Laundry location offers free wash and dry for residents

Customers will have more than 80 dryers to choose from during Clean Rite Center's free wash and dry. Photo by Steve Mosco
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Queens residents are getting loads of love as a city-based laundry company announced it is providing two days of self-serve free wash and dry services in February.

In what began as a response to the difficulties Rockaway residents were having in doing their laundry in the wake of Hurricane Sandy, the Queens Village-based Clean Rite Center is launching a free event Feb. 13 and 20, when residents from across the borough are invited to wash and dry their clothes for free.

“Sandy took place and really devastated parts of Queens,” said Julio Morales, marketing manager of Clean Rite. “We just felt like the borough has treated us so well that we wanted to give something back.”

So on those two days, Queens residents can go to Clean Rite Center, at 214-50 Jamaica Ave., from 6 a.m. until 10 p.m. and wash as many loads as they need to for free. Soap will also be available free of charge, as will light snacks and refreshments.

The Queens Village Laundromat usually has only two people working in the store at a time, but Morales said no less than seven employees will be manning the location’s more than 70 dryers and 65 washing machines.

When Superstorm Sandy blew through the city more than three months ago, many residents lost their laundry equipment, while some Laundromats were closed due to storm damage.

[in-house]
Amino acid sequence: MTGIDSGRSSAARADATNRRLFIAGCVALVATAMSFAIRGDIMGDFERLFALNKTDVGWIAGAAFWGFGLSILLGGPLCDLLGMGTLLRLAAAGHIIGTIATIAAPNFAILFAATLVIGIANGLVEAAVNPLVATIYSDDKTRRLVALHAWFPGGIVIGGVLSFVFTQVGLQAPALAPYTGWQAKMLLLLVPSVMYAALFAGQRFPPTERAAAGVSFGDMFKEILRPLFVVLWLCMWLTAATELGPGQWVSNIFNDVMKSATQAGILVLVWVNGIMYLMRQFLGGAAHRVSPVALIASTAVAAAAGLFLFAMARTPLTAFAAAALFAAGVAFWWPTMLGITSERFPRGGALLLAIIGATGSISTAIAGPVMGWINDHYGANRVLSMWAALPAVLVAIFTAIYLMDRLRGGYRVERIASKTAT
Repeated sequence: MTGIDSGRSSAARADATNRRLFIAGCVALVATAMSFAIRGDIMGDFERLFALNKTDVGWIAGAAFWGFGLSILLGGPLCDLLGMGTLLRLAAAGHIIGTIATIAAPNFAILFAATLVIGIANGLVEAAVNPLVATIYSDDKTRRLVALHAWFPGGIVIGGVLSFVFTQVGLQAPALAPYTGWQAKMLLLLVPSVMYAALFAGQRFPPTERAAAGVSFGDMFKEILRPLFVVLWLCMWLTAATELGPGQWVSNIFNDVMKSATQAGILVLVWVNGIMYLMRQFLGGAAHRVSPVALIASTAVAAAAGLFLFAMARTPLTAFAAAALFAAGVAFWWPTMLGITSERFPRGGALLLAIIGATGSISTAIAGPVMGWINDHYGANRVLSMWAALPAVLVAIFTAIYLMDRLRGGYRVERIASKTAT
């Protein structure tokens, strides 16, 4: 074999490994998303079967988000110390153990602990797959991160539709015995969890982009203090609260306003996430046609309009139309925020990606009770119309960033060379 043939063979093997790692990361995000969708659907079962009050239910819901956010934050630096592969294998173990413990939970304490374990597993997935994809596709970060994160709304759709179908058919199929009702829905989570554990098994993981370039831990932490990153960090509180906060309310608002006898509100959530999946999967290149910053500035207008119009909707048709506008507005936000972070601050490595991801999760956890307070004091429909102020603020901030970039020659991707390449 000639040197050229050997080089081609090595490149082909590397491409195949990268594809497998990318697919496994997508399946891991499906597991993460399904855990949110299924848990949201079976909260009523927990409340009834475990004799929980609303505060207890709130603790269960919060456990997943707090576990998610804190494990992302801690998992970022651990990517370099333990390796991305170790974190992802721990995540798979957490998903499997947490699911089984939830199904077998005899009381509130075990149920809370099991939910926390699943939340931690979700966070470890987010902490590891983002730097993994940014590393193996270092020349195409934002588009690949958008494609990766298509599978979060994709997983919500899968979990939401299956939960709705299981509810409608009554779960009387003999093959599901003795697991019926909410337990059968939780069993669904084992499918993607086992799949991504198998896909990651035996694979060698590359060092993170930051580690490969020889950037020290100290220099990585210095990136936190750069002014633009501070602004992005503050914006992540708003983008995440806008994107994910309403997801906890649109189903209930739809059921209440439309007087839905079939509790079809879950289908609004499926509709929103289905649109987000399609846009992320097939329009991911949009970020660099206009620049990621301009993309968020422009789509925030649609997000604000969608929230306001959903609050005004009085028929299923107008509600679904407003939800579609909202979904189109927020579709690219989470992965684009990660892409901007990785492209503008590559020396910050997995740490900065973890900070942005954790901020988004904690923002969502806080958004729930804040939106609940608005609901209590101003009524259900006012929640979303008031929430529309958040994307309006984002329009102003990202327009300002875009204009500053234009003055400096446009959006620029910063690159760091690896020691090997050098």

Soon after the storm, City Councilman Eric Ulrich (R-Ozone Park) had tried to bring a Tide Loads of Hope mobile laundry truck to the hurricane-affected areas, reaching out to Tide and the Red Cross, Loads of Hope’s partner organization.

In December, a spokeswoman for Tide, Erin Serrano, said there were no plans to bring Loads of Hope to southern Queens and the decision where to mobilize the truck is based on need, the number of families displaced, access to water, whether there is an area of central access and other factors.

She said mobilizing the truck is often a joint decision between the Red Cross and Tide, but a spokesman for the Red Cross, Michael de Vulpillieres, said the aid organization is not involved in the decision-making process and only provides information to Tide about conditions on the ground.

But Laundry Capital is not waiting for Tide or the Red Cross — the company wants to provide a sense of normalcy for residents still reeling from the storm surge.

“We want them to come here and take care of their clothes in a big, clean environment,” said Morales. “It is two days for everyone to feel normal again.”

Morales stressed that hurricane damage is not necessary to receive this free services, since it is open to all residents.

Reach reporter Steve Mosco by e-mail at or by phone at 718-260-4546.

Posted 9:02 pm, January 31, 2013
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